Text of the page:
Without having to fear re-election, Obama has the perfect opportunity to strengthen both his rhetoric and actions on climate change. Environmental groups around the world will be closely watching his State of the Union address on Tuesday to see what direction he takes.
Obama has a history of avoiding the climate change discussion, yet his second inaugural address gave many people hope that the tide was changing, especially when he said: “We will respond to the threat of climate change, knowing that the failure to do so would betray our children and future generations. Some may still deny the overwhelming judgment of science, but none can avoid the devastating impact of raging fires, and crippling drought, and more powerful storms.”
Obama then went on to say, “The path towards sustainable energy sources will be long and sometimes difficult.” This type of rhetoric worries many concerned citizens, including famed journalist and environmentalist Bill McKibben. According to McKibben, our political system is slow moving by nature. When it comes to many issues this has worked out just fine, however climate change is a threat that’s here now, and Obama must take more difficult and immediate action.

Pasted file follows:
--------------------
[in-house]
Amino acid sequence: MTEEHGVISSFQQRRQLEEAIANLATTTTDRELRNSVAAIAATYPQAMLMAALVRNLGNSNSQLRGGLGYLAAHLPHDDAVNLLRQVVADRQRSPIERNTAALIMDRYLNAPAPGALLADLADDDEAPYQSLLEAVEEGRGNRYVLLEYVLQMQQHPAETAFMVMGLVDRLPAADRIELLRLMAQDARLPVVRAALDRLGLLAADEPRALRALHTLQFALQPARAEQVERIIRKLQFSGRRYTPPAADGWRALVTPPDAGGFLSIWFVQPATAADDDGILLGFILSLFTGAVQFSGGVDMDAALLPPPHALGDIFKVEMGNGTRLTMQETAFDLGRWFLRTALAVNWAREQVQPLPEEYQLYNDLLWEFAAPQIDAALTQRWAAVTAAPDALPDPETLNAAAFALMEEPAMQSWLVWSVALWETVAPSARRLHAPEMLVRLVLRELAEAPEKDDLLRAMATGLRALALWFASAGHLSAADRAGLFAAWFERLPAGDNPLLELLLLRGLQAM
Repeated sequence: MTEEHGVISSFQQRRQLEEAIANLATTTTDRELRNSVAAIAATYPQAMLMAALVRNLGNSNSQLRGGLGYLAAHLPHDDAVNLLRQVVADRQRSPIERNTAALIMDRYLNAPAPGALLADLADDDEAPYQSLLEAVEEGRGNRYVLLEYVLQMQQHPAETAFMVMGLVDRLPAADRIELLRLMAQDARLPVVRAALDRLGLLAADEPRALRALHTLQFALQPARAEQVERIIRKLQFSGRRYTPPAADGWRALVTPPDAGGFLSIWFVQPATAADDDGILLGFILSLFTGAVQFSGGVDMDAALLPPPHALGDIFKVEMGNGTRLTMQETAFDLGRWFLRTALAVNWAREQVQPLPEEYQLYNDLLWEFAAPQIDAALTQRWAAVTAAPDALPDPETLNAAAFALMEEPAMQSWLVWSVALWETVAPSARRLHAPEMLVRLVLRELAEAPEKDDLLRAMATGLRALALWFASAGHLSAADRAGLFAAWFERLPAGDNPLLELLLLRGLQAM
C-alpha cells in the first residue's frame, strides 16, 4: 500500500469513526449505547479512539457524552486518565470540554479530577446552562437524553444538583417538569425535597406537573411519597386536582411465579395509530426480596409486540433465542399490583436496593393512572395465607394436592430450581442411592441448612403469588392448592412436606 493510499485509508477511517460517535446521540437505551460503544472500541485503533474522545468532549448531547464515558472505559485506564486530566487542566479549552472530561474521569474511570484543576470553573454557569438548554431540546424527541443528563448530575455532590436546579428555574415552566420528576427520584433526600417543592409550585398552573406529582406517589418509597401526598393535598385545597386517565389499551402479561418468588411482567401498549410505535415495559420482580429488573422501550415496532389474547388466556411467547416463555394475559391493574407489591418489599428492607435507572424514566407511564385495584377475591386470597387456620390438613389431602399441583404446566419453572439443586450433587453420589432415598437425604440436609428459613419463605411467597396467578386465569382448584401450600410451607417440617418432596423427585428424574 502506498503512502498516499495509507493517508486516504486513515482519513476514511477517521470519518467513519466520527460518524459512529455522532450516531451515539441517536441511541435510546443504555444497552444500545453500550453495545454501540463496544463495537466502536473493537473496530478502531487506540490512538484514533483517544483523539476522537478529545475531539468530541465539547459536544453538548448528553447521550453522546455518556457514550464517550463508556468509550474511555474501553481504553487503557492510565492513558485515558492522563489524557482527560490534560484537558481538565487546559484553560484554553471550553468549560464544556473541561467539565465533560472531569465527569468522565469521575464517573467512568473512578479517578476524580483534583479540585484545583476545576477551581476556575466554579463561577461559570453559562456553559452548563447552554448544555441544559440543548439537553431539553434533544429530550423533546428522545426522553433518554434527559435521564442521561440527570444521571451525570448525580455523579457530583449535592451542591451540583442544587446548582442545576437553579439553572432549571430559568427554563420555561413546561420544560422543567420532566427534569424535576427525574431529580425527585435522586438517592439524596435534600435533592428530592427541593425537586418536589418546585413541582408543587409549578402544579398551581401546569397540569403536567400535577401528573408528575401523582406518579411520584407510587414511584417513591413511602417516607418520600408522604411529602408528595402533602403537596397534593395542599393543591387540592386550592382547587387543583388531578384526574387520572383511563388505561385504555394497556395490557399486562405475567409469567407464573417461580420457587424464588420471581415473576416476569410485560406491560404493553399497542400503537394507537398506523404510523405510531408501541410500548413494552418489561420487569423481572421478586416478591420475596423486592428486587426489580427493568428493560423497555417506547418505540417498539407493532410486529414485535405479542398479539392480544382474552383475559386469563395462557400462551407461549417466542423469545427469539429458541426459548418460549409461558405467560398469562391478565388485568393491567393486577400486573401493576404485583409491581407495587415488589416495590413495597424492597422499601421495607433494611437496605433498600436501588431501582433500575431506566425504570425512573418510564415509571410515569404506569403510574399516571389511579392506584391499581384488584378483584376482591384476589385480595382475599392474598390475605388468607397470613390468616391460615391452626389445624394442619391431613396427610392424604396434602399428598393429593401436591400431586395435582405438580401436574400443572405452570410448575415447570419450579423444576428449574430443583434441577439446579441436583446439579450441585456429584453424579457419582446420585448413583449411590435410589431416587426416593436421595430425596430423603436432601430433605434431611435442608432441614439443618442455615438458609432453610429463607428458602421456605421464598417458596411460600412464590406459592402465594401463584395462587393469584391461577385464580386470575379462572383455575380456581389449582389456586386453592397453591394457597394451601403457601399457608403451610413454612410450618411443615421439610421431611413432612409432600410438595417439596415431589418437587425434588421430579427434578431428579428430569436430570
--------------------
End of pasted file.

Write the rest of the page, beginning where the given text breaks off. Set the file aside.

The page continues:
As James Hansen, one of our nation’s leading climatologists, has said: “Imagine a giant asteroid on a direct collision course with Earth. That is the equivalent of what we face now [with climate change], yet we dither.” With 97% of climatologists in agreement that climate change is man-made, it seems ludicrous that more is not being done. So what is keeping Obama from making the kind of change the world needs?
Many blame Congress; after all, they are “the least productive session in 65 years” and have a historic 84% disapproval rating. Yet Congress does have to answer to somebody: the people in their districts. While Obama can’t fix Congress directly, he can influence the people who turn out to elect them
What Obama says is broadcast all over the world through the media. In an era of historic weather events coupled with declining coverage of climate change, Obama has a lot of power to change the national conversation. The more that climate change is talked about, the more the general public will come to understand its consequences and be willing to make sacrifices to prevent it. Our nation came together against a common enemy during WWII and we can do it again.